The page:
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The Daniel McCarthy Conservation AwaRD

The Conservation Award was established by ARARA in 1991 to recognize significant contributions to the conservation or protection of rock art and renamed in 2022 the Daniel McCarthy Conservation Award.

Consideration will be given to an individual, group, organization, or agency that has taken a leadership role in significantly contributing to protect or preserve a major rock art site or series of sites from an identified and serious destructive impact, or to cause legislative, educational, administrative, or other action that significantly promotes rock art conservation or protection.

The recipient's efforts to incorporate the participation and advice of Native Peoples into their work will be valued.

The Conservation Award can be made to more than one recipient within the same year and a recipient need not be a member of ARARA.

The Conservation Award may be made to an individual for work that was a normal part of his or her employment or professional activities; similarly, it can be made to a group, organization, or agency for work that was a regular part of its operations.

A Conservation award recipient can be honored more than once for additional conservation and/or preservation efforts.

A written nomination summarizing the contributions of the proposed recipient shall be signed/approved by no less than five members in good standing or members of ARARA's Advisory Council.

Nominations will be accepted any time prior to January 31 by the Awards Committee Chair.

An award recipient will receive a $500 award and certificate at the ARARA conference

Past recipients include (award not given in years not listed):

  • 1992: Getty Conservation Institute

  • 1993: Bureau of Land Managment Carson City (Nevada) District

  • 1994: Comte Robert Begouen and Family, France

  • 1996: Mila Simoes de Abreu, Portugal

  • 1997: United States Army, Fort Carson Command

  • 1998: Archaeological Society of New Mexico Field School and Ike Eastvold

  • 1999: Evelyn Billo and Robert Mark

  • 2000: Cultural Resource Department of the Texas Parks and Wildlife Department and Peter J. Pilles, Jr., and the Sedona Ranger District of the Coconino National Forest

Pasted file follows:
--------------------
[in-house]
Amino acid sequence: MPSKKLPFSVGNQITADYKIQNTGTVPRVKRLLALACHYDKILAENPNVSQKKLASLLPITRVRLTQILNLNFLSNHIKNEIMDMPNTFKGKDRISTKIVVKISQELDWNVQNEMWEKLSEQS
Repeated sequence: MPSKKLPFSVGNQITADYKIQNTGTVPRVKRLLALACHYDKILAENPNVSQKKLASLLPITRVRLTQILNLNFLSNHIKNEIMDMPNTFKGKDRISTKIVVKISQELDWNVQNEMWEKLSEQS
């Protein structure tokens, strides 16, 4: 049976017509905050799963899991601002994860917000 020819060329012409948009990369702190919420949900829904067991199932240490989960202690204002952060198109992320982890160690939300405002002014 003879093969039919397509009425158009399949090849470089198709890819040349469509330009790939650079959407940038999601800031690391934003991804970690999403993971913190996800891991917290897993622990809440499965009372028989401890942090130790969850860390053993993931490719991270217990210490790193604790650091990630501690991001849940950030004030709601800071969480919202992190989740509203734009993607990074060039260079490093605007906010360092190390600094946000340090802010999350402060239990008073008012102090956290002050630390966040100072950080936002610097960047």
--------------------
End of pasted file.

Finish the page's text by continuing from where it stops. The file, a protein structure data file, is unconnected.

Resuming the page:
• 2001: Janine McFarland and Stephen Horne of the Heritage Resource Department, Los Padres National Forest

  • 2002: Matthias Strecker and the Sociedad de Investigación del Arte Rupestre de Bolivia (SIARB) (Bolivian Rock Art Research Society)

  • 2003: Barbara Sturgis, Dick Huntington, and Gene Dennis of the Verde Valley Chapter, Arizona Archaeological Society

  • 2005: Katherine Wells

  • 2008: Bay Area Rock Art Research Association (BARARA)

  • 2009: Nine Mile Canyon Coalition, National Trust for Historic Preservation, and Colorado Plateau Archaeological Alliance

  • 2010: Pam and Quentin Baker

  • 2011: Dick Hill of the Bureau of Land Management Idaho Office and Tom Bicek, Director of Celebration Park

  • 2012: City of Ivins, City of Santa Clara, and Bureau of Land Management St. George Office for Santa Clara River Reserve

  • 2014: Mike Bies

  • 2015: Terri Robertson

  • 2016: The New Mexico Wilderness Alliance and The Friends of Organ Mountains Desert Peaks National Monument

  • 2017: Andy Kallinen with Horsethief Lake State Park and the Picture Canyon Core Group, Flagstaff, AZ

  • 2019: Leigh Grench
  • 2020: Janet-Lever Wood and Janine Hernbrode
  • 2021: The Archaeological Conservancy
  • 2022: Archaeology Southwest (William Doelle and Aaron Wright)
  • 2023: Diana and Steve Acerson

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